Association of Personal Injury Lawyers
A not-for-profit organisation representing injured people

Spam calls and texts to reach epidemic level

21 Dec 2016
APIL news

Nuisance calls and texts about personal injury claims will reach ‘epidemic’ proportions under Government plans to reform ‘whiplash’ and other low value personal injury claims, lawyers have warned.

“There will be an explosion of calls and texts from claims management companies encouraging people to make personal injury claims, even if they haven’t been injured” warned Neil Sugarman, president of national not-for-profit group the Association of Personal Injury Lawyers (APIL).  “If you think there are too many calls and texts already, brace yourself to be inundated”.

“The Government’s plan is to force vast numbers of injured people through the small claims court, which is designed for people to represent themselves. This is a business opportunity for claims management companies, which make the cold calls and texts, who will tout for claims just as they do for people who were mis-sold payment protection insurance,” Mr Sugarman explained.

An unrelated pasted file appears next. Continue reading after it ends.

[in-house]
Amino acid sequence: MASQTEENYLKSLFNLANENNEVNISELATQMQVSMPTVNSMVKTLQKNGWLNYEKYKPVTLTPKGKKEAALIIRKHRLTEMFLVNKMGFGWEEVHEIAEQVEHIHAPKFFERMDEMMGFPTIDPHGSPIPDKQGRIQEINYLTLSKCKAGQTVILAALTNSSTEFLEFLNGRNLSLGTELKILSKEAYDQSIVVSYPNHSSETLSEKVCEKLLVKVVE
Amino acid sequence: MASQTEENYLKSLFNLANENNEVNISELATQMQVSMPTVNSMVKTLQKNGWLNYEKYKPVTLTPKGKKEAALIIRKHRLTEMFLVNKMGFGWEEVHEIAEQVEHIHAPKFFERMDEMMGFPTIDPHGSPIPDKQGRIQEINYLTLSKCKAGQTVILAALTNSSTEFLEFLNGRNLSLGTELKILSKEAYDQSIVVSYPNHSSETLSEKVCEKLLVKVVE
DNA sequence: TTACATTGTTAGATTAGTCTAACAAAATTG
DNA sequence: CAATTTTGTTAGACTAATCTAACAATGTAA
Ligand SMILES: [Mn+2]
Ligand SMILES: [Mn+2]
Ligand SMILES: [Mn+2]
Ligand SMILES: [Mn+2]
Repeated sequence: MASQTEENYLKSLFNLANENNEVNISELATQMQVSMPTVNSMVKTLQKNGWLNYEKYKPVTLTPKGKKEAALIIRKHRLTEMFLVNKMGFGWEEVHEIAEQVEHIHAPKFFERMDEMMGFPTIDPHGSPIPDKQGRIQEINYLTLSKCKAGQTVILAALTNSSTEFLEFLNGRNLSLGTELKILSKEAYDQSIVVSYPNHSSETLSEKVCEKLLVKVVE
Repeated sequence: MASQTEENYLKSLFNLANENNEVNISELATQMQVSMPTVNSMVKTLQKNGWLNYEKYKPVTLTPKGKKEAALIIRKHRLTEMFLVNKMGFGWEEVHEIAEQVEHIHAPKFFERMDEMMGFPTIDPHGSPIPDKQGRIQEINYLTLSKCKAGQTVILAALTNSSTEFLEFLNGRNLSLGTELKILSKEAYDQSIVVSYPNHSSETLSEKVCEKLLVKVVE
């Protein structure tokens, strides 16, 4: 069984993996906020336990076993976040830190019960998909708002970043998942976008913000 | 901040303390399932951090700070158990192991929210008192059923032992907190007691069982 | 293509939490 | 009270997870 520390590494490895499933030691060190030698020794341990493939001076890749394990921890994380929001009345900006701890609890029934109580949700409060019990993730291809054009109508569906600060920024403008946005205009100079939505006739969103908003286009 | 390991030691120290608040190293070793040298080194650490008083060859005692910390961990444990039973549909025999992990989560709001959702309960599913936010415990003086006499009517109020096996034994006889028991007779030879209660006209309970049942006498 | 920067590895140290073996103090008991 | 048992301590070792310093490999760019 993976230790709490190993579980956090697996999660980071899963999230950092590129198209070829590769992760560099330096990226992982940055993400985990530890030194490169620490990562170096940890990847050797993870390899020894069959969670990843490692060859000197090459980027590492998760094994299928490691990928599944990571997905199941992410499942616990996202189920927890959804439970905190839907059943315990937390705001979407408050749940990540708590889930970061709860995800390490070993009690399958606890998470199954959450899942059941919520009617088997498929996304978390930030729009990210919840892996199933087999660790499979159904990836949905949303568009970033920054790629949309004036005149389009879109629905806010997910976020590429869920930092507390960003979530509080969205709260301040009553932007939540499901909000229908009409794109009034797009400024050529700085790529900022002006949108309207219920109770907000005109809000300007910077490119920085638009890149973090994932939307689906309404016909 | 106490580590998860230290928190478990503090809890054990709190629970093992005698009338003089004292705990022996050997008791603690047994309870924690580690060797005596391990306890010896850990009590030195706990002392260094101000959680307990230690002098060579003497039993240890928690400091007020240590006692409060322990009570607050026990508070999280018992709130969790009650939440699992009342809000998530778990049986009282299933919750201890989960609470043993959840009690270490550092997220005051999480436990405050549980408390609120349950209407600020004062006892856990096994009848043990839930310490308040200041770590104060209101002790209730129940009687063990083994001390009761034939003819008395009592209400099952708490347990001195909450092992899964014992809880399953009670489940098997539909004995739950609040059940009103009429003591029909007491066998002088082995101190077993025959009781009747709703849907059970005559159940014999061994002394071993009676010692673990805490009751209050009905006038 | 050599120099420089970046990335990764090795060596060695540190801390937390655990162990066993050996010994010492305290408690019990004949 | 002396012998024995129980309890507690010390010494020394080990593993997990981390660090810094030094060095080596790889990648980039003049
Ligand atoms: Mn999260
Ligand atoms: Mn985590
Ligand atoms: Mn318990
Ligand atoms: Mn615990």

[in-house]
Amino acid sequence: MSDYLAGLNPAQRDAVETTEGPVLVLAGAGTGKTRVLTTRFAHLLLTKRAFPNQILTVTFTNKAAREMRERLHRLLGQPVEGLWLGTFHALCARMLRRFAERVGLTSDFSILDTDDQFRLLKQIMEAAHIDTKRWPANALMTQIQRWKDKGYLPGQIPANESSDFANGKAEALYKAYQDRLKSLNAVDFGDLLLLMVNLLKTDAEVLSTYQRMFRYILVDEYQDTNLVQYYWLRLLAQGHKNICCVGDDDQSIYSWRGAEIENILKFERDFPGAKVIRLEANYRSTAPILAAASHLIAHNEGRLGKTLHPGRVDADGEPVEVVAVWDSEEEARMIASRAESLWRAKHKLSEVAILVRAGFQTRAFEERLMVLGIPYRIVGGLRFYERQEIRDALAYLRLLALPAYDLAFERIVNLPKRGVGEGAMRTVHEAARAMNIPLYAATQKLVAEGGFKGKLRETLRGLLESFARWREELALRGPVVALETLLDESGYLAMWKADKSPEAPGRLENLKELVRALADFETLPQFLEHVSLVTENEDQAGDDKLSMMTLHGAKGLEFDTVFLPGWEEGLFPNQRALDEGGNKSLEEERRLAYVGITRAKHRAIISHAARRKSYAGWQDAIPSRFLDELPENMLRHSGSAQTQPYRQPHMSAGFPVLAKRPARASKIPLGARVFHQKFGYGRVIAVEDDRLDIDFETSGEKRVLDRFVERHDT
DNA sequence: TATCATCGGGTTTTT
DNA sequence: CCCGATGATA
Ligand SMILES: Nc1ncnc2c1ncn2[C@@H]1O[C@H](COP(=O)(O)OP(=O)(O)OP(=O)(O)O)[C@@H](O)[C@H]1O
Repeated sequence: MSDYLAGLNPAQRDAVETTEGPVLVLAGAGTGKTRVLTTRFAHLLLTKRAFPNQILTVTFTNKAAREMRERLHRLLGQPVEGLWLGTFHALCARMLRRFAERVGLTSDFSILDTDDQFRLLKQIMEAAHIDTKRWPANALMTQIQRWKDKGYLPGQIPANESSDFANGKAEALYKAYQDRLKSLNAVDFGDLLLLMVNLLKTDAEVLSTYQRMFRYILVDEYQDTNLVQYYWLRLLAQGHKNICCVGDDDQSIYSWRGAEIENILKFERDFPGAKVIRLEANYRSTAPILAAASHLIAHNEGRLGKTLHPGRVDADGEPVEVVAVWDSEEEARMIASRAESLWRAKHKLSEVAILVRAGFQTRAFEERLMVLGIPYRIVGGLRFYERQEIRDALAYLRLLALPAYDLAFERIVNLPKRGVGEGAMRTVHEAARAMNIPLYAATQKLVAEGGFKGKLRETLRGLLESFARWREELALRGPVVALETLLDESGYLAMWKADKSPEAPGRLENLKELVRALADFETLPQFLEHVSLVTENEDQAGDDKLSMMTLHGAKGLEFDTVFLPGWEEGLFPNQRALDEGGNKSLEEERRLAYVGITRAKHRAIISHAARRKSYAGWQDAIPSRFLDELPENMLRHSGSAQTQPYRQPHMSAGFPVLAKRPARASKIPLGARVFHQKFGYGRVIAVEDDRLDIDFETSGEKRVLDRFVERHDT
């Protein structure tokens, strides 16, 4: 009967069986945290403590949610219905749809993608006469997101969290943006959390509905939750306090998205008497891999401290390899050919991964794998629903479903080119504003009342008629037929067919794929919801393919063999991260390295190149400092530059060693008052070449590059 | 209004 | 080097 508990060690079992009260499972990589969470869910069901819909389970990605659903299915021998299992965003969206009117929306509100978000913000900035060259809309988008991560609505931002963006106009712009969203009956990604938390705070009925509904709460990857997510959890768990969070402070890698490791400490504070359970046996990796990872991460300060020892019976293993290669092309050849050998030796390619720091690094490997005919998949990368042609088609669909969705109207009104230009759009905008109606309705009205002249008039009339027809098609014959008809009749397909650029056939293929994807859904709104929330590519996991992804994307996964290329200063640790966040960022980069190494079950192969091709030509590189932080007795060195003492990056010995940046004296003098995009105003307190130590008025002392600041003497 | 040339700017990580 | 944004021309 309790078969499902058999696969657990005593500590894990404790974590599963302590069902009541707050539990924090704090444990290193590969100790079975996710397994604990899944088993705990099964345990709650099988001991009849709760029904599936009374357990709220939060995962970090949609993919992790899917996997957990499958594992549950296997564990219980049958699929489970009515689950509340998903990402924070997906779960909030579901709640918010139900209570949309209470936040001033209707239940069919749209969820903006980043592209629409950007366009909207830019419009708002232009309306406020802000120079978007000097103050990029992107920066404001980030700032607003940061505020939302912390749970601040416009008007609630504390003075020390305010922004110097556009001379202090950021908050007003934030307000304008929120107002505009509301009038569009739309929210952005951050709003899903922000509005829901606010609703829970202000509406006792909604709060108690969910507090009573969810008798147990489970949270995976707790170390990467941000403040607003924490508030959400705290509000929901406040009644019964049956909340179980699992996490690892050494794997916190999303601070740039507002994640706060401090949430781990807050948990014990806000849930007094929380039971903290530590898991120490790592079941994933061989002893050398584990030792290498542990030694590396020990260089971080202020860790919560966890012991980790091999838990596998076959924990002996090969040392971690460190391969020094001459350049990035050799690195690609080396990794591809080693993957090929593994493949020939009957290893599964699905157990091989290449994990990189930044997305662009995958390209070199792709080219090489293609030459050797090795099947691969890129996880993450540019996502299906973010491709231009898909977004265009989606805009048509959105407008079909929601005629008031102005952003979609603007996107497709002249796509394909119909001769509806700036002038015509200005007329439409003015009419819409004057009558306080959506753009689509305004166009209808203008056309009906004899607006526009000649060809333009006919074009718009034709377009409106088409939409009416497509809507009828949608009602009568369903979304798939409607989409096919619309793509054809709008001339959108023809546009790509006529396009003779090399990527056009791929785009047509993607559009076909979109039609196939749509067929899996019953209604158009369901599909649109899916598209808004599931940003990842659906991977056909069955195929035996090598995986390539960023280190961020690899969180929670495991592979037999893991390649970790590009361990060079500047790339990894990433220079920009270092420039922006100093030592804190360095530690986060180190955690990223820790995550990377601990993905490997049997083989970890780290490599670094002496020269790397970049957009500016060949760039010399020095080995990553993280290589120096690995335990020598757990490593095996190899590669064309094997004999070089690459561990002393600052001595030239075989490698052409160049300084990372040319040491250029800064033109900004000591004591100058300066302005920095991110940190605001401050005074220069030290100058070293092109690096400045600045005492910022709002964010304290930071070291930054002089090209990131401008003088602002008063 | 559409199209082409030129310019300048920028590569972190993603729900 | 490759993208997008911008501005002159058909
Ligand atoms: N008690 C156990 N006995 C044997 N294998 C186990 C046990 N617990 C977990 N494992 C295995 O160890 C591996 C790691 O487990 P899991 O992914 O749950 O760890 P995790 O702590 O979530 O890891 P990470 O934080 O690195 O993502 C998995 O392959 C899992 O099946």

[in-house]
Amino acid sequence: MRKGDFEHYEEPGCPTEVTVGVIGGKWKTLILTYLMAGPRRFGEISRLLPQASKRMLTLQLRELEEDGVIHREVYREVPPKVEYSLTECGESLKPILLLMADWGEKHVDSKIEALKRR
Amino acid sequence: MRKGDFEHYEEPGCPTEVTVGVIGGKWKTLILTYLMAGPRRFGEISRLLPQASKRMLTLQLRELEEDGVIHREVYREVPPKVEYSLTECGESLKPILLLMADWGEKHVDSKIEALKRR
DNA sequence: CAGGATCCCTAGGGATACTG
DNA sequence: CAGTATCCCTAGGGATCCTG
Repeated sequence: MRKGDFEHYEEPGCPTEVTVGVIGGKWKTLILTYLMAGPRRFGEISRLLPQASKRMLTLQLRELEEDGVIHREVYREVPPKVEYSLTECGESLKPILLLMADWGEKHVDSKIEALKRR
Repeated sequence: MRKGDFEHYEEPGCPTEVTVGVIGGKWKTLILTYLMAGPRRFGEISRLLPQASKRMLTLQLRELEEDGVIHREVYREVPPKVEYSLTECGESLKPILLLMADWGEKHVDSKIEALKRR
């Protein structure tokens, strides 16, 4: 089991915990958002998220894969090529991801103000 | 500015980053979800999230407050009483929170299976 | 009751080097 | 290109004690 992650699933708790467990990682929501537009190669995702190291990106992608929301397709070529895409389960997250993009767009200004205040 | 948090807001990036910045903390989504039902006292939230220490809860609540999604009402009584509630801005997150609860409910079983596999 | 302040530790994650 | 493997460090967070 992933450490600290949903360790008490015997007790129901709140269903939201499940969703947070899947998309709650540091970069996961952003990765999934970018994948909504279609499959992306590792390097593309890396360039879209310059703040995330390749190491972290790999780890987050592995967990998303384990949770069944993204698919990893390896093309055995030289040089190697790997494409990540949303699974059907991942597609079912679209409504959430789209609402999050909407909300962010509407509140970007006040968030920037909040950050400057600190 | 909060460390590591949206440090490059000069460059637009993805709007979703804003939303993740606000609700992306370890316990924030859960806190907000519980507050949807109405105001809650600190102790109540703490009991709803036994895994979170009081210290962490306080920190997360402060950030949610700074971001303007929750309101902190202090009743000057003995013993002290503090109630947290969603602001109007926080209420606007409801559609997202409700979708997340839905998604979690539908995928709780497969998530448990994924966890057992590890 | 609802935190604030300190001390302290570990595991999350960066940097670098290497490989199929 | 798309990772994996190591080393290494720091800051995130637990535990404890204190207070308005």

“The fact is the Government should put its energy into banning cold calls and texts altogether. They are intrusive, tasteless and generate a damaging perception that personal injury claims are ‘easy money’.

“The reforms are completely unnecessary and unfair to vulnerable injured people who, without qualified legal help will be very much on the back foot, trying to fight their claims against the people who have injured them,” said Mr Sugarman. “They will have no idea of how much they need to claim for, let alone what medical evidence to gather.

“The small claims court is where you would go if you have a dispute with your landlord over a cleaning bill, or been sold a faulty dishwasher. It is an entirely inappropriate route for people who have been injured by someone else’s negligence.

“The Government is pointing its guns at the wrong people instead of putting an end to the real mischief - the scourge of calls and text messages. The Government has no problem with banning calls and texts about pension investments, so it could and should do the same for personal injury.”


Notes to editors:

  • APIL (Association of Personal Injury Lawyers) is a not-for-profit organisation whose members are dedicated to campaigning for improvements in the law to help people who are injured or become ill through no fault of their own.
  • For more information contact APIL's press and communications officers Jane Hartwell on t: 0115 943 5416, m: 07808 768623, e:
  • Visit the association's website at
  • • Follow @APIL on Twitter:

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